S. spathacea is still a popular landscape choice almost a century later; in fact, it might just be our favorite member of the Salvia genus! In the home garden, it spreads slowly to form a colony of gently mounded foliage. Under favorable conditions, S. spathacea can grow to about 4 feet wide topped by flower spikes of similar height.


Salvia spathacea is hardy to at least 20 degrees Fahrenheit, or USDA zones 8 to 11. It thrives in full sun to partial shade exposures and tolerates a range of soil types, though it prefers rich, well-drained humus. As with other native California Salvias, fall is the best time to plant S. spathacea. The warm soil and milder weather allow plants to develop a strong, deep root system.

Water your S. spathacea deeply every two to four days for the first month after planting, then decrease to once every two to four weeks, depending on soil type and natural rainfall. Once established, this sage tolerates drought, though it flourishes with regular irrigation during the dry season.

S. spathacea doesn't require much maintenance, but you can prune back to new growth in late winter or early spring. Year-round pinching or light pruning helps to keep this sage looking neat and tidy. As for feeding, a shovelful of organic compost helps Salvias through the winter.

Garden Uses and Companion Plants

S. spathacea is a perfect choice for rock gardens, borders, beds or anywhere you want to attract hummingbirds and other beneficial pollinating species. Its aromatic, deer-resistant foliage make it a desirable addition anywhere you want texture and scent, while its spreading form is an effective control against erosion and run-off. Plus, even after its bright blooms are gone, S. spathacea's calyxes remain a deep red, providing long-lasting color to the garden.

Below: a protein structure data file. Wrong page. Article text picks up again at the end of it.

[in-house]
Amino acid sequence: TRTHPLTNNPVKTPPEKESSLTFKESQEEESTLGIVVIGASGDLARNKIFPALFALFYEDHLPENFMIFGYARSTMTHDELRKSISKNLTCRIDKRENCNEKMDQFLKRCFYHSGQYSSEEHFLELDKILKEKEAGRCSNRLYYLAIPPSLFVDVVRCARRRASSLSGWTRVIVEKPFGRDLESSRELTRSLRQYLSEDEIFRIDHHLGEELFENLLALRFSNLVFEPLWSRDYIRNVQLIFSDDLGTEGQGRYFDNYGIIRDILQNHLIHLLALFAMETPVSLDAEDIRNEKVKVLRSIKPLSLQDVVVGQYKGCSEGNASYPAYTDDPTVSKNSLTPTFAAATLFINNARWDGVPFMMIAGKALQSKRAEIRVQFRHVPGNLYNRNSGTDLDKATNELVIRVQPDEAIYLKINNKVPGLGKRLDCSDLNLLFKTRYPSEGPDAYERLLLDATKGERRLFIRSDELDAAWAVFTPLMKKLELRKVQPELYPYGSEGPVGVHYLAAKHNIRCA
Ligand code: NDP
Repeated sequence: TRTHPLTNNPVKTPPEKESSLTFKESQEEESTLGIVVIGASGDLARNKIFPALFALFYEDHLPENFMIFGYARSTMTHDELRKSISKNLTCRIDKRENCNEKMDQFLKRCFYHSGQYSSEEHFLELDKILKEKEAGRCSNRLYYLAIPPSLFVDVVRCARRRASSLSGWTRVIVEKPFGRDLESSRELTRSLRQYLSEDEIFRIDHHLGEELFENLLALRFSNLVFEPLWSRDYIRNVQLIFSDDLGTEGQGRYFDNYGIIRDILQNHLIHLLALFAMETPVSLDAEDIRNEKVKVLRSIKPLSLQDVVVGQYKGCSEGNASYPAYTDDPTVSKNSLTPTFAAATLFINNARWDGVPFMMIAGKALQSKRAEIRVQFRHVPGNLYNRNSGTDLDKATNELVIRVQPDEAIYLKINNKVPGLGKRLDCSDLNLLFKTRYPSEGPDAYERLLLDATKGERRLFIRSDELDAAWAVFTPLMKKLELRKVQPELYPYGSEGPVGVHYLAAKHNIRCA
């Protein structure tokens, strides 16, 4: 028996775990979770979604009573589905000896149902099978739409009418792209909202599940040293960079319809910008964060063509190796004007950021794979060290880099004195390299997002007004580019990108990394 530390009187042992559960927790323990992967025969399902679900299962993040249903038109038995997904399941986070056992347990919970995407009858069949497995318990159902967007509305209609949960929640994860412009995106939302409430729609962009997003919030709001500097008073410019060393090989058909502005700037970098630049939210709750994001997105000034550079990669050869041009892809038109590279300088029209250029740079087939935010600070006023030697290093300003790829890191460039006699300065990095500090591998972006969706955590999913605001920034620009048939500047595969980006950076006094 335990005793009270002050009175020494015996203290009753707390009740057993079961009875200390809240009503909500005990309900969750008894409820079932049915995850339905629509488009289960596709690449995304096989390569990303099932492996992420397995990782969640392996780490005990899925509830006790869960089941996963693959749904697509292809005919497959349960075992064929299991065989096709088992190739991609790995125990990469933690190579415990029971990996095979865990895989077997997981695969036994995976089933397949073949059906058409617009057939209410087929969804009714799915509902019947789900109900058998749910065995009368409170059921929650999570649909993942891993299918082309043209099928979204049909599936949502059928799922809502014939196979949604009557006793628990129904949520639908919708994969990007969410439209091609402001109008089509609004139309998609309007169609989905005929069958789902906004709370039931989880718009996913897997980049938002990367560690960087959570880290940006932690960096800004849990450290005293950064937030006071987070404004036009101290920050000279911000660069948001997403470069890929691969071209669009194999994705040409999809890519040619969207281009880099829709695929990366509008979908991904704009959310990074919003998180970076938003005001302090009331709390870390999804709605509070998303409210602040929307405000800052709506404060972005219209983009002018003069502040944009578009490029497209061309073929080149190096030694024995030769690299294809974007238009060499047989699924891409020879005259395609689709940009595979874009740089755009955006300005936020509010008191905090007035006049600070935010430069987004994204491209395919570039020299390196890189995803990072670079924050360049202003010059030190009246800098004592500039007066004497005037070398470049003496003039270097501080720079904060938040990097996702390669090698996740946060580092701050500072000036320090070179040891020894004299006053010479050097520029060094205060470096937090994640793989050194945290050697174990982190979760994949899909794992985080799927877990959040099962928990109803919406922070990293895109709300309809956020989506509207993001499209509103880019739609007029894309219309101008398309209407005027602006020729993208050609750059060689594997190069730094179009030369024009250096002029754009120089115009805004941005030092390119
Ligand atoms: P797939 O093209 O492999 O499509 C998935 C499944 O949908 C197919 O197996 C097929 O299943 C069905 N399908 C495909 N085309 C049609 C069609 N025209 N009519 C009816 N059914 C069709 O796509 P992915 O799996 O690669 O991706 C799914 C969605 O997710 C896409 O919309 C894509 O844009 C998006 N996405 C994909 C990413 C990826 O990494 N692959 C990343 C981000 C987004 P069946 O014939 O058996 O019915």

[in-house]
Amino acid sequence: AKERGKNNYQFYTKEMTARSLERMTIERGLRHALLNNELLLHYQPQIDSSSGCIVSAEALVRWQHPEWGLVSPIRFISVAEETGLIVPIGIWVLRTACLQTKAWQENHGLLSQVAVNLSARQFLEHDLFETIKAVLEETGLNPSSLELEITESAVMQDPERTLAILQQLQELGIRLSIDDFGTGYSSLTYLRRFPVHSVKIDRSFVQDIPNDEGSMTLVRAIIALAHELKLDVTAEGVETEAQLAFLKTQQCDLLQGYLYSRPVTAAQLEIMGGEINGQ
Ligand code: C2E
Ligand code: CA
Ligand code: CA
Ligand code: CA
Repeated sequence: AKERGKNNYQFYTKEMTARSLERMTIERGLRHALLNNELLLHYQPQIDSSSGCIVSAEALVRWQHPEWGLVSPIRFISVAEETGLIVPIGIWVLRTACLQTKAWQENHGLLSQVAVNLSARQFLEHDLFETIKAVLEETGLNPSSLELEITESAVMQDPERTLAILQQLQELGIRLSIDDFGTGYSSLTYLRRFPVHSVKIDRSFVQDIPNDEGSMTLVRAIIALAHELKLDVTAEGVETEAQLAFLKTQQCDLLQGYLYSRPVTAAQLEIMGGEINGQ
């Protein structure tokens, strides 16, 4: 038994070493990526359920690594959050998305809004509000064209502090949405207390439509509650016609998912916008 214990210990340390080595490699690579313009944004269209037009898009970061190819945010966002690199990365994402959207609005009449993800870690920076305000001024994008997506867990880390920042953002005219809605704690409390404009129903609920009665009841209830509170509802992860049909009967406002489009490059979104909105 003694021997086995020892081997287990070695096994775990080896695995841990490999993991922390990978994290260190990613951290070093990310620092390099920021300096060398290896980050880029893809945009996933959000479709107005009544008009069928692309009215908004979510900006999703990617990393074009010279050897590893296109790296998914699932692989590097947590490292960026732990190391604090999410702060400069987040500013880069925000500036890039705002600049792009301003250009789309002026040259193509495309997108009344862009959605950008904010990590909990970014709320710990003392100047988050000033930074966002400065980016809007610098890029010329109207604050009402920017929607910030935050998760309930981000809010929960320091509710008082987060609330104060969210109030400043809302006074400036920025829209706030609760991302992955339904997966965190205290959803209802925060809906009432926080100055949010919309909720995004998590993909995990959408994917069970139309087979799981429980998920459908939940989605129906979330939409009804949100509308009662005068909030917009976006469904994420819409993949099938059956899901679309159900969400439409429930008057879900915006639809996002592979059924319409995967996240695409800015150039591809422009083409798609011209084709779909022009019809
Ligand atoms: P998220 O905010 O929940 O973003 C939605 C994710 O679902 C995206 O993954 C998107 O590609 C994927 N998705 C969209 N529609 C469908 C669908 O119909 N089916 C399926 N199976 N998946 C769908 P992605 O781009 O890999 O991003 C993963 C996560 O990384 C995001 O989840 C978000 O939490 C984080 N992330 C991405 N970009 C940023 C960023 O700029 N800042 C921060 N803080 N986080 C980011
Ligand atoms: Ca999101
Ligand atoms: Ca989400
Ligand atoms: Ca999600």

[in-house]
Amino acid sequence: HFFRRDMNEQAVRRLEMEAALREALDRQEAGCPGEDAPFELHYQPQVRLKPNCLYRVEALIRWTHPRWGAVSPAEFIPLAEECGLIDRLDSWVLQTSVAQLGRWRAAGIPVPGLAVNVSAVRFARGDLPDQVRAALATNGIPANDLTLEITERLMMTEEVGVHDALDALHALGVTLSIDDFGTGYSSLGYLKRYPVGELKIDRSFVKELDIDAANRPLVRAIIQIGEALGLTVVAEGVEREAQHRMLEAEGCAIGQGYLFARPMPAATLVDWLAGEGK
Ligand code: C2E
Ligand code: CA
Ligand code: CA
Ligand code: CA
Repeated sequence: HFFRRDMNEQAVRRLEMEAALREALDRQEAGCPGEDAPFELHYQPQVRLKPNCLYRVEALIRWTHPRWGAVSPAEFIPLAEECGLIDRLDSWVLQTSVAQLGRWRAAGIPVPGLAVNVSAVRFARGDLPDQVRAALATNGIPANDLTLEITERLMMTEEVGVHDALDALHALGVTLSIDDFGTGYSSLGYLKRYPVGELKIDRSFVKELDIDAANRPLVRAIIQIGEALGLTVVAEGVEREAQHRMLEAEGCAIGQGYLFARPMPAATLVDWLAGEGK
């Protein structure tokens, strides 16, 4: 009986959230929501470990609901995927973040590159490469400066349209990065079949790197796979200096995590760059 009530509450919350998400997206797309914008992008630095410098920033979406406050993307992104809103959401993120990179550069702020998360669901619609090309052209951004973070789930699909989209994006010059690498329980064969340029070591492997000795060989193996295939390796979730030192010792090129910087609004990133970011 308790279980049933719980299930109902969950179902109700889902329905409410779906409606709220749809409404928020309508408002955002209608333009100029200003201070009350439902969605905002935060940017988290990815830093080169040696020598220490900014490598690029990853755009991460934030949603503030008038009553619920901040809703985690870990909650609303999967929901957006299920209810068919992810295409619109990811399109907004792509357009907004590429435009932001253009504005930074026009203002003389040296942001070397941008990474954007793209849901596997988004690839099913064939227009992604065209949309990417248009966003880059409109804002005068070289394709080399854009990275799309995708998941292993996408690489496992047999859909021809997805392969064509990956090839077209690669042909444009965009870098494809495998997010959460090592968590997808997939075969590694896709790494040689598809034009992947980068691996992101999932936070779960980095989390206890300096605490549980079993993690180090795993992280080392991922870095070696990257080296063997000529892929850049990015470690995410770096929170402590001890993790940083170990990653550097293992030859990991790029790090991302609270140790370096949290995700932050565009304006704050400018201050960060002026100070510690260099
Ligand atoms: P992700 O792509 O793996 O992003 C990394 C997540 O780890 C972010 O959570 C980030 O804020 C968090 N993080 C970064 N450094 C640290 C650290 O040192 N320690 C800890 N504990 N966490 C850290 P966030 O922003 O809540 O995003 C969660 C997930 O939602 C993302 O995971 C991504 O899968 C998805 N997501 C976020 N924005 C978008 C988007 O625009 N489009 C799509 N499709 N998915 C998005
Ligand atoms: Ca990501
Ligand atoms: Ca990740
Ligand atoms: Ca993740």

Attract even more hummingbirds by planting companion species that also have red or orange, tubular-shaped blooms. Other plants that grow well with S. spathacea and appeal to hummers include coral bells (Huechera spp.), fuchsia flowering gooseberry (Ribes speciosum) and Mexican Bush Sage (Salvia leucantha).

In addition to the pure species, we also offer select varieties in a range of sizes and colors. Here are some examples.

Powerline Pink

This selection is so large it commonly is known as Giant Hummingbird Sage and makes a spectacular accent plant. Powerline Pink was selected in 1993 by horticulturalist Burt Wilson. It stands up to 4 feet high before it even flowers, but this super-sized sage adds another 3 feet of height when it produces its flower spikes!

Speaking of flowers, 'Powerline Pink' produces gigantic, lustrous deep-pink blossoms that grow in clusters atop its dramatic spikes. The hummers can't resist these highly scented, tube-shaped blooms; bees and butterflies will also frequent them, if the hummingbirds let them. Under optimal conditions, this salvia blooms in Fall and winter.

'Powerline Pink' is hardy in USDA zones 8 to 11. It thrives in full to partial shade and rich, loamy soil and requires low to moderate irrigation once established.

Las Pilitas